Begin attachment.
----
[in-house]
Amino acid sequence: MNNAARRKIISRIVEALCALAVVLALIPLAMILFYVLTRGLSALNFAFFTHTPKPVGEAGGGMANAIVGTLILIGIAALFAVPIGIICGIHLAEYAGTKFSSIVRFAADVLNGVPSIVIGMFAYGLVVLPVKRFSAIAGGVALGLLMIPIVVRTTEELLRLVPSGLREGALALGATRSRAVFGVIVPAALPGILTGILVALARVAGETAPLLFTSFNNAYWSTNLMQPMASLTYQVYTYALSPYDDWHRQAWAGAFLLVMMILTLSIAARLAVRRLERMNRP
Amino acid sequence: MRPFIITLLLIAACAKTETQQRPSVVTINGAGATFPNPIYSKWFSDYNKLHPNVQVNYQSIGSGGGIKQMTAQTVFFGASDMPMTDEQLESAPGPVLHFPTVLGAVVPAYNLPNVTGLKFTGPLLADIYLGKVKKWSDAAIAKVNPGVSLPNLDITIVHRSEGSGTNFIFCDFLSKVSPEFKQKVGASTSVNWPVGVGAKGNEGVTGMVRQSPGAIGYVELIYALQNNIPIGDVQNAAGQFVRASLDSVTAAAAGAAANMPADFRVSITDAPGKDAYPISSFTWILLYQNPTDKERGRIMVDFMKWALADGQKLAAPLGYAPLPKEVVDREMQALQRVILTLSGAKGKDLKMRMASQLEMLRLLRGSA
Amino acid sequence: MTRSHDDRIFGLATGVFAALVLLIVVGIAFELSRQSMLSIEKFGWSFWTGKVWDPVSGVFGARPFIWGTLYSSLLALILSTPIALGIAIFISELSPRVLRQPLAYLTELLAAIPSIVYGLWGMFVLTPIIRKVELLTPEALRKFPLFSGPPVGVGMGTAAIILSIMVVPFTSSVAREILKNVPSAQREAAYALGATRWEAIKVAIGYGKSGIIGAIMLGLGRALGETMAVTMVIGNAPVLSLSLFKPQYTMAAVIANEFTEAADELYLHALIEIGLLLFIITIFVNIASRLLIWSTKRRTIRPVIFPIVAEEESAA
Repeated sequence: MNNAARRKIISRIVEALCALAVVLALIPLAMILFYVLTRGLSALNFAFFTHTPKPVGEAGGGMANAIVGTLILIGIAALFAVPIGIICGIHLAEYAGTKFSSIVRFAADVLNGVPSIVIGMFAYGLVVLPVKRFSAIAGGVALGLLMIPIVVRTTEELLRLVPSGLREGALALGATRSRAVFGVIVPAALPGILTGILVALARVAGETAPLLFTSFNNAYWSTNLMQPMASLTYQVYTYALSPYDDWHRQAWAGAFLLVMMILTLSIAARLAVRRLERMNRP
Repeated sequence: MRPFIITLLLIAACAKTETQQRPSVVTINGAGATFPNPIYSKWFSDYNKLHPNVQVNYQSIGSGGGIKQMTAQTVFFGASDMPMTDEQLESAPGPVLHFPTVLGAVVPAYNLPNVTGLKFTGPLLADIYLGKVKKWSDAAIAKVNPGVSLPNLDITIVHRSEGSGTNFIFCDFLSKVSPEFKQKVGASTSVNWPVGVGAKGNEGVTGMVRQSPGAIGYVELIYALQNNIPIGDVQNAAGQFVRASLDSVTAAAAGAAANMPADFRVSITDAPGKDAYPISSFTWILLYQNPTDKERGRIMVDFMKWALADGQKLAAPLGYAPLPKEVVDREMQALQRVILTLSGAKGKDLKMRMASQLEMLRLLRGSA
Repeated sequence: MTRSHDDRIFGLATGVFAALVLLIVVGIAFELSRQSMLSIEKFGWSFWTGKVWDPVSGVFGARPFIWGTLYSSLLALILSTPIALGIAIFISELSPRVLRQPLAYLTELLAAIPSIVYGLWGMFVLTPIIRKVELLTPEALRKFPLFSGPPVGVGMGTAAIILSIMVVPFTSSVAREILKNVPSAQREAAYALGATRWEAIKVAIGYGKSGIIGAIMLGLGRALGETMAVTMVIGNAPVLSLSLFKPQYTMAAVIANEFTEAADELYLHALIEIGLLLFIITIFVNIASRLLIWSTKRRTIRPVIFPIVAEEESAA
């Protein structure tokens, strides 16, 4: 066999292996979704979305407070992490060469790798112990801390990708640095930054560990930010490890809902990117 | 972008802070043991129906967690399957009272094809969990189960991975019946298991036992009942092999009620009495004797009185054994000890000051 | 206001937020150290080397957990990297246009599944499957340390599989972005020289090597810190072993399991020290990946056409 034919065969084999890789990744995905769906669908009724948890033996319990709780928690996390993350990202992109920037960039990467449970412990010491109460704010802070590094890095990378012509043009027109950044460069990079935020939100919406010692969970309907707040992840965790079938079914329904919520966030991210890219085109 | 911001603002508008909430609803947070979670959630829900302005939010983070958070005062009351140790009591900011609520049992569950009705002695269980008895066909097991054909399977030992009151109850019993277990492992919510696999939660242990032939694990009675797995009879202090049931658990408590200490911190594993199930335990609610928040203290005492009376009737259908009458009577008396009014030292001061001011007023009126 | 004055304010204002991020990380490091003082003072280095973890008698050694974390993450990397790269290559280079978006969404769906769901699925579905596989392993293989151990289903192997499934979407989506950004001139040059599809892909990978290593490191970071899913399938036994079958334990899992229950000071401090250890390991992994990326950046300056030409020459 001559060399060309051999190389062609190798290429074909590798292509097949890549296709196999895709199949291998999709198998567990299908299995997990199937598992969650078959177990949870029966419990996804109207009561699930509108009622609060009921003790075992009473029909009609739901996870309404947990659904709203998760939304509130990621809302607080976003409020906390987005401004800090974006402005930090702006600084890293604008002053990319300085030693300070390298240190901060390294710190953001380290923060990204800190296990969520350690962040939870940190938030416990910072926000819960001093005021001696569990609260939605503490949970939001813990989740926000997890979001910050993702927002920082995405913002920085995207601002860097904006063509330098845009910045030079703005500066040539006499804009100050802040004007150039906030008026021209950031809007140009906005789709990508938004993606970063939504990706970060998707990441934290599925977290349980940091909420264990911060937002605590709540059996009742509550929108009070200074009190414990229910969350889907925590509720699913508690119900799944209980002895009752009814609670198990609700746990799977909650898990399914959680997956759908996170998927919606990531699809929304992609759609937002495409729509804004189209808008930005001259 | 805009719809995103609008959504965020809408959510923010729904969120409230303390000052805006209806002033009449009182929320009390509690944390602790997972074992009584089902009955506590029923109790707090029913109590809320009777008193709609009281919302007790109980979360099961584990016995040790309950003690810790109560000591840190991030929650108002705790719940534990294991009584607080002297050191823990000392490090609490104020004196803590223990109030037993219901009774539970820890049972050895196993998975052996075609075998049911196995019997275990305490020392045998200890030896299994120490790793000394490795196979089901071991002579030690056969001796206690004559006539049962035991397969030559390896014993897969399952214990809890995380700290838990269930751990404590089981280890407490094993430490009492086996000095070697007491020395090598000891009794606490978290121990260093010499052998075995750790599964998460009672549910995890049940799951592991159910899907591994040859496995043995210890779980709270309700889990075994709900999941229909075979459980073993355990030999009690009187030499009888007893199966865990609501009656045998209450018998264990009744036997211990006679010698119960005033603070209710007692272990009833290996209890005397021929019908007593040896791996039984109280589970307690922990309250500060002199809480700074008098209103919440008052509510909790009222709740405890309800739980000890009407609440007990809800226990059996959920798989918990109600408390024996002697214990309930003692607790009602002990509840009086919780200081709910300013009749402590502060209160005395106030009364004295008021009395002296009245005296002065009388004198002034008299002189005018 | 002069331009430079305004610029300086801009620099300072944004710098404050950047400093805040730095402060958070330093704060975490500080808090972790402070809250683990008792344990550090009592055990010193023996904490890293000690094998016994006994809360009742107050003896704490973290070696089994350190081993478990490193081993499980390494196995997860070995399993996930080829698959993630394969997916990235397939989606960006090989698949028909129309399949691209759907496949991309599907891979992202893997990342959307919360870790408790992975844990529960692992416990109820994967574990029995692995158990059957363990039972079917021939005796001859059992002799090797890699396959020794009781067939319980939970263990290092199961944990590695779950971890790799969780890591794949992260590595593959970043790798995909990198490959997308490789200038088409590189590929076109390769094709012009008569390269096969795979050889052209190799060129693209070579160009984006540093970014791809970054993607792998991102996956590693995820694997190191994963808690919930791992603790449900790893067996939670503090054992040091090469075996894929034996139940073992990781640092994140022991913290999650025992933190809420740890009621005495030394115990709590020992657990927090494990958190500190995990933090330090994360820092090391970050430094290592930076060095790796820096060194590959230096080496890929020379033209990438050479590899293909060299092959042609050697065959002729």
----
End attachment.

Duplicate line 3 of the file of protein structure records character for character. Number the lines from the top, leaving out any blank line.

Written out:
Amino acid sequence: MRPFIITLLLIAACAKTETQQRPSVVTINGAGATFPNPIYSKWFSDYNKLHPNVQVNYQSIGSGGGIKQMTAQTVFFGASDMPMTDEQLESAPGPVLHFPTVLGAVVPAYNLPNVTGLKFTGPLLADIYLGKVKKWSDAAIAKVNPGVSLPNLDITIVHRSEGSGTNFIFCDFLSKVSPEFKQKVGASTSVNWPVGVGAKGNEGVTGMVRQSPGAIGYVELIYALQNNIPIGDVQNAAGQFVRASLDSVTAAAAGAAANMPADFRVSITDAPGKDAYPISSFTWILLYQNPTDKERGRIMVDFMKWALADGQKLAAPLGYAPLPKEVVDREMQALQRVILTLSGAKGKDLKMRMASQLEMLRLLRGSA